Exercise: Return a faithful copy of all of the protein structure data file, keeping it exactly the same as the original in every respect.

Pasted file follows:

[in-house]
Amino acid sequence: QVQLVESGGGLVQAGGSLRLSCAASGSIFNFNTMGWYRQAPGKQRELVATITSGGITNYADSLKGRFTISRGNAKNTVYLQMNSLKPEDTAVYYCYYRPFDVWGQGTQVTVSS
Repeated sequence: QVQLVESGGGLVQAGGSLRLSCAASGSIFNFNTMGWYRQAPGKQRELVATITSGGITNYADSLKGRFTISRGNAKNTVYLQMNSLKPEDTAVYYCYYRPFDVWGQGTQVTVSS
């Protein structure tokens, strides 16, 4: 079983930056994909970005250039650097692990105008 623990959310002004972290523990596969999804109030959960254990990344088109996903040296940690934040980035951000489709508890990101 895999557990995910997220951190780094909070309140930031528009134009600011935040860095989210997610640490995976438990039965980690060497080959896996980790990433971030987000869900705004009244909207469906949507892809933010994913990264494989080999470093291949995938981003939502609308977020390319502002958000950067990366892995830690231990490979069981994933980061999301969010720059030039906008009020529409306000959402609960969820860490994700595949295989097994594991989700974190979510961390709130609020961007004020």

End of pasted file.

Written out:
[in-house]
Amino acid sequence: QVQLVESGGGLVQAGGSLRLSCAASGSIFNFNTMGWYRQAPGKQRELVATITSGGITNYADSLKGRFTISRGNAKNTVYLQMNSLKPEDTAVYYCYYRPFDVWGQGTQVTVSS
Repeated sequence: QVQLVESGGGLVQAGGSLRLSCAASGSIFNFNTMGWYRQAPGKQRELVATITSGGITNYADSLKGRFTISRGNAKNTVYLQMNSLKPEDTAVYYCYYRPFDVWGQGTQVTVSS
């Protein structure tokens, strides 16, 4: 079983930056994909970005250039650097692990105008 623990959310002004972290523990596969999804109030959960254990990344088109996903040296940690934040980035951000489709508890990101 895999557990995910997220951190780094909070309140930031528009134009600011935040860095989210997610640490995976438990039965980690060497080959896996980790990433971030987000869900705004009244909207469906949507892809933010994913990264494989080999470093291949995938981003939502609308977020390319502002958000950067990366892995830690231990490979069981994933980061999301969010720059030039906008009020529409306000959402609960969820860490994700595949295989097994594991989700974190979510961390709130609020961007004020």